November 11, 2020

1.6 Archaeology of the Roman West: Social Interpretations of Hadrian’s Wall

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Dr. Matthew Symonds, Current World Archaeology.

Symonds, M. 2020. 'Fords and the frontier: waging counter-mobility on
Hadrian’s Wall', Antiquity 94 (373): 92-109.

Symonds, M. 2021. Hadrian's Wall: creating division. Bloomsbury Academic.

Mobility on the Tyne–Solway isthmus constitutes a
gap in our understanding of the planning and functioning
of the Roman frontier of northern Britain.
Although the inflexible design of Hadrian’s Wall
appears insensitive to variations in local environment,
identification of potential Roman-period
fords suggests that securing river crossings was
an important influence on military plans. The
Roman army exploited established routeways to
impose increasingly sophisticated systems to structure
movement, initially via a system of forts, fortlets
and towers—the Stanegate—and subsequently
using a continuous barrier: Hadrian’s Wall. As
these measures evolved, so local communities
experienced greater levels of military control and inequality.


Dr. Rob Collins, Newcastle University.

Collins, R. 2020. ‘The Phallus and the Frontier: The Form and Function of Phallic Imagery Along Hadrian’s Wall. In: Ivleva, T. & Collins, R. (eds.) Un-Roman Sex: Gender, Sexuality, and Lovemaking in the Roman Provinces and Frontiers. NY: Routledge.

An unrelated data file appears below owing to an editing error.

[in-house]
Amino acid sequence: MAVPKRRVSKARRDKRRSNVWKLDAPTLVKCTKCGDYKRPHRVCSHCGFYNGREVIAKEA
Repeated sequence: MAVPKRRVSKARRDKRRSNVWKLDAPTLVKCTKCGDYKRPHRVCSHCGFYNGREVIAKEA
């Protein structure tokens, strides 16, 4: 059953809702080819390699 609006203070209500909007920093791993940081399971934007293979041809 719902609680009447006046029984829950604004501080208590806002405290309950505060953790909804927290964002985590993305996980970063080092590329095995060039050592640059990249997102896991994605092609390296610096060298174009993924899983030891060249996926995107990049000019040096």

The phallus is a ubiquitous symbol across the ancient world, visualised across
the spectrum in exquisite (or excruciating) naturalistic detail to abstracted iconographic
representations (Chapters 4, 5, and 10). These representations are not
limited to a single medium, but are found in sculpture, portable objects,
mosaics, frescoes, and more generic carvings. As has been eloquently argued
and appreciated for some time now (Johns 1982), the phallus can be symptomatic
of eroticism in the Roman world, but it often invoked and performed
a magical, apotropaic function. While undeniably true,
the apotropaic function covers a broad range of use and intention. Archaeology
offers the potential to explore and refine our understanding of the magic and/or
erotic phallus, particularly in those instances where a phallus is found in situ
and with an associated context. Given that Pompeii is commonly held up as an
example of the frequency and commonality of phalli in the Roman world, it is
essential to explore the frequency and occurrence of phalli in other locations
and cultural situations.


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